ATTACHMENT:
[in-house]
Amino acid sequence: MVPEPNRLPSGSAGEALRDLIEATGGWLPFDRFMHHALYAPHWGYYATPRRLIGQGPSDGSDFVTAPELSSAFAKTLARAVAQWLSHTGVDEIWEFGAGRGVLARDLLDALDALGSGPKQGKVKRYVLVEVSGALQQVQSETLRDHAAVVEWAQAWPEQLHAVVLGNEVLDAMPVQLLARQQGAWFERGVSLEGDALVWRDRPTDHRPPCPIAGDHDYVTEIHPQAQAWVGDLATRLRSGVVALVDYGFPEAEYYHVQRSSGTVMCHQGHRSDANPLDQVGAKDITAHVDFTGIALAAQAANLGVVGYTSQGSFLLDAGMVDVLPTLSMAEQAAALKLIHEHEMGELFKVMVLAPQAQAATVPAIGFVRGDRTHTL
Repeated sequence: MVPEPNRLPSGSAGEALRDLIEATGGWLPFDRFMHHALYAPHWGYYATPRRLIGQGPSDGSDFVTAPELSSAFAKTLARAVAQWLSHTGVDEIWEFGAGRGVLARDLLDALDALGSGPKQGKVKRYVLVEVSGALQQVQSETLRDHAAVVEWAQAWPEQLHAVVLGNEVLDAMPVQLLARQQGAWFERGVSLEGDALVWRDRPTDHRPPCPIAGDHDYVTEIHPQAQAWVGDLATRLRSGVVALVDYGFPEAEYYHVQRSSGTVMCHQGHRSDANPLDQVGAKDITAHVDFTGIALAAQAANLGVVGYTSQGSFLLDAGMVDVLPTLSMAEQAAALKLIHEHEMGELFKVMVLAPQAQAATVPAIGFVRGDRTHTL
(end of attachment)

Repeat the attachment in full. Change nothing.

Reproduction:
[in-house]
Amino acid sequence: MVPEPNRLPSGSAGEALRDLIEATGGWLPFDRFMHHALYAPHWGYYATPRRLIGQGPSDGSDFVTAPELSSAFAKTLARAVAQWLSHTGVDEIWEFGAGRGVLARDLLDALDALGSGPKQGKVKRYVLVEVSGALQQVQSETLRDHAAVVEWAQAWPEQLHAVVLGNEVLDAMPVQLLARQQGAWFERGVSLEGDALVWRDRPTDHRPPCPIAGDHDYVTEIHPQAQAWVGDLATRLRSGVVALVDYGFPEAEYYHVQRSSGTVMCHQGHRSDANPLDQVGAKDITAHVDFTGIALAAQAANLGVVGYTSQGSFLLDAGMVDVLPTLSMAEQAAALKLIHEHEMGELFKVMVLAPQAQAATVPAIGFVRGDRTHTL
Repeated sequence: MVPEPNRLPSGSAGEALRDLIEATGGWLPFDRFMHHALYAPHWGYYATPRRLIGQGPSDGSDFVTAPELSSAFAKTLARAVAQWLSHTGVDEIWEFGAGRGVLARDLLDALDALGSGPKQGKVKRYVLVEVSGALQQVQSETLRDHAAVVEWAQAWPEQLHAVVLGNEVLDAMPVQLLARQQGAWFERGVSLEGDALVWRDRPTDHRPPCPIAGDHDYVTEIHPQAQAWVGDLATRLRSGVVALVDYGFPEAEYYHVQRSSGTVMCHQGHRSDANPLDQVGAKDITAHVDFTGIALAAQAANLGVVGYTSQGSFLLDAGMVDVLPTLSMAEQAAALKLIHEHEMGELFKVMVLAPQAQAATVPAIGFVRGDRTHTL